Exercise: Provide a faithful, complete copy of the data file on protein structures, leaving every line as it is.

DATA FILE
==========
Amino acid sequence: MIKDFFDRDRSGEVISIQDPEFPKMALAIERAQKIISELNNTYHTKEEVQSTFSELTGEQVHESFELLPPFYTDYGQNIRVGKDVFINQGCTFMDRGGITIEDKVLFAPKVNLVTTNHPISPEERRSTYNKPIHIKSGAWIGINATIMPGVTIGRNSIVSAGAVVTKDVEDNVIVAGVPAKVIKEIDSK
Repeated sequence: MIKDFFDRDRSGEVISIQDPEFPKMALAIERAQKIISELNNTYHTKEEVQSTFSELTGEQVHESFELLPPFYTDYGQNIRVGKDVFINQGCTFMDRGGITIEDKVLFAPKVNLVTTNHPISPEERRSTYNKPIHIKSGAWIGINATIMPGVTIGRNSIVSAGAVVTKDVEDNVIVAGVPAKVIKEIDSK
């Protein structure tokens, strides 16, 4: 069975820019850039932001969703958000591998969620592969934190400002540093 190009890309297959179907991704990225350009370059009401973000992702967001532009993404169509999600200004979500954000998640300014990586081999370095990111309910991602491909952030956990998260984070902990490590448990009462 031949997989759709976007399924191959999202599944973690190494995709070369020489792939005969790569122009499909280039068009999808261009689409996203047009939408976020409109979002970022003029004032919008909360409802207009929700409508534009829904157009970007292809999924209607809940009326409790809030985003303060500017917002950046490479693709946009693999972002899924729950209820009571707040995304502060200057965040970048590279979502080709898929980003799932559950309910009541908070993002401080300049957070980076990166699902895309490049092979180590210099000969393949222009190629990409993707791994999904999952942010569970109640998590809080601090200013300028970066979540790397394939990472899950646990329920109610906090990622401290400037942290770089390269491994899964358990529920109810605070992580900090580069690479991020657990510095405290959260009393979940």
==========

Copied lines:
Amino acid sequence: MIKDFFDRDRSGEVISIQDPEFPKMALAIERAQKIISELNNTYHTKEEVQSTFSELTGEQVHESFELLPPFYTDYGQNIRVGKDVFINQGCTFMDRGGITIEDKVLFAPKVNLVTTNHPISPEERRSTYNKPIHIKSGAWIGINATIMPGVTIGRNSIVSAGAVVTKDVEDNVIVAGVPAKVIKEIDSK
Repeated sequence: MIKDFFDRDRSGEVISIQDPEFPKMALAIERAQKIISELNNTYHTKEEVQSTFSELTGEQVHESFELLPPFYTDYGQNIRVGKDVFINQGCTFMDRGGITIEDKVLFAPKVNLVTTNHPISPEERRSTYNKPIHIKSGAWIGINATIMPGVTIGRNSIVSAGAVVTKDVEDNVIVAGVPAKVIKEIDSK
């Protein structure tokens, strides 16, 4: 069975820019850039932001969703958000591998969620592969934190400002540093 190009890309297959179907991704990225350009370059009401973000992702967001532009993404169509999600200004979500954000998640300014990586081999370095990111309910991602491909952030956990998260984070902990490590448990009462 031949997989759709976007399924191959999202599944973690190494995709070369020489792939005969790569122009499909280039068009999808261009689409996203047009939408976020409109979002970022003029004032919008909360409802207009929700409508534009829904157009970007292809999924209607809940009326409790809030985003303060500017917002950046490479693709946009693999972002899924729950209820009571707040995304502060200057965040970048590279979502080709898929980003799932559950309910009541908070993002401080300049957070980076990166699902895309490049092979180590210099000969393949222009190629990409993707791994999904999952942010569970109640998590809080601090200013300028970066979540790397394939990472899950646990329920109610906090990622401290400037942290770089390269491994899964358990529920109810605070992580900090580069690479991020657990510095405290959260009393979940």